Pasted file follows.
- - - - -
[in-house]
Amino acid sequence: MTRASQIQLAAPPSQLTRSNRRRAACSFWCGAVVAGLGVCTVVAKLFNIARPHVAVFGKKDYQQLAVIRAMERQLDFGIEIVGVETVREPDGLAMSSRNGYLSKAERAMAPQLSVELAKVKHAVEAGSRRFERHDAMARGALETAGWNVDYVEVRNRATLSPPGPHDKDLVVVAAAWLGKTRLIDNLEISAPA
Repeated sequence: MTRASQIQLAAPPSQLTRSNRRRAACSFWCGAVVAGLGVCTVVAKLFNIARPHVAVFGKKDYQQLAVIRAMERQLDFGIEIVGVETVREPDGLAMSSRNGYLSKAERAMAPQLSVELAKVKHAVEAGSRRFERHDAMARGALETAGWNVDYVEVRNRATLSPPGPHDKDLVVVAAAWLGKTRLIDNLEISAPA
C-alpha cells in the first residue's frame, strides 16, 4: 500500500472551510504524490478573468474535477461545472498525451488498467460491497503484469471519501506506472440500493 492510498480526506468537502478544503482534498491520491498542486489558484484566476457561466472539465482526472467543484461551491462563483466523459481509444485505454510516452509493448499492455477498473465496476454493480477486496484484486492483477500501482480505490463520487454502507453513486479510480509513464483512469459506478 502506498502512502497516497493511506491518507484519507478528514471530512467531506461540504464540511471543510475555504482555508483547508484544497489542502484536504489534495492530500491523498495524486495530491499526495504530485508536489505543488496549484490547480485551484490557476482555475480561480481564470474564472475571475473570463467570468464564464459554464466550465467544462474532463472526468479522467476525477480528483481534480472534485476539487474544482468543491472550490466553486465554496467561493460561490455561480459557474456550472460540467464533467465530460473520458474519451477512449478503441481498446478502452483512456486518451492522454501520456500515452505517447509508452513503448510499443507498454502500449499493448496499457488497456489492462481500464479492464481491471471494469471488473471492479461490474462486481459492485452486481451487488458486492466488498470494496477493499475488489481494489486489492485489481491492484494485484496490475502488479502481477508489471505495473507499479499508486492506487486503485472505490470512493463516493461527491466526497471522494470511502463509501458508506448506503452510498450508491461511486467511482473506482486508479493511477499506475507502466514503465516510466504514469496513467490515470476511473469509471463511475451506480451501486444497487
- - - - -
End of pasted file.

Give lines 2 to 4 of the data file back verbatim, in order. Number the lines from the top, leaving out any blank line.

Amino acid sequence: MTRASQIQLAAPPSQLTRSNRRRAACSFWCGAVVAGLGVCTVVAKLFNIARPHVAVFGKKDYQQLAVIRAMERQLDFGIEIVGVETVREPDGLAMSSRNGYLSKAERAMAPQLSVELAKVKHAVEAGSRRFERHDAMARGALETAGWNVDYVEVRNRATLSPPGPHDKDLVVVAAAWLGKTRLIDNLEISAPA
Repeated sequence: MTRASQIQLAAPPSQLTRSNRRRAACSFWCGAVVAGLGVCTVVAKLFNIARPHVAVFGKKDYQQLAVIRAMERQLDFGIEIVGVETVREPDGLAMSSRNGYLSKAERAMAPQLSVELAKVKHAVEAGSRRFERHDAMARGALETAGWNVDYVEVRNRATLSPPGPHDKDLVVVAAAWLGKTRLIDNLEISAPA
C-alpha cells in the first residue's frame, strides 16, 4: 500500500472551510504524490478573468474535477461545472498525451488498467460491497503484469471519501506506472440500493 492510498480526506468537502478544503482534498491520491498542486489558484484566476457561466472539465482526472467543484461551491462563483466523459481509444485505454510516452509493448499492455477498473465496476454493480477486496484484486492483477500501482480505490463520487454502507453513486479510480509513464483512469459506478 502506498502512502497516497493511506491518507484519507478528514471530512467531506461540504464540511471543510475555504482555508483547508484544497489542502484536504489534495492530500491523498495524486495530491499526495504530485508536489505543488496549484490547480485551484490557476482555475480561480481564470474564472475571475473570463467570468464564464459554464466550465467544462474532463472526468479522467476525477480528483481534480472534485476539487474544482468543491472550490466553486465554496467561493460561490455561480459557474456550472460540467464533467465530460473520458474519451477512449478503441481498446478502452483512456486518451492522454501520456500515452505517447509508452513503448510499443507498454502500449499493448496499457488497456489492462481500464479492464481491471471494469471488473471492479461490474462486481459492485452486481451487488458486492466488498470494496477493499475488489481494489486489492485489481491492484494485484496490475502488479502481477508489471505495473507499479499508486492506487486503485472505490470512493463516493461527491466526497471522494470511502463509501458508506448506503452510498450508491461511486467511482473506482486508479493511477499506475507502466514503465516510466504514469496513467490515470476511473469509471463511475451506480451501486444497487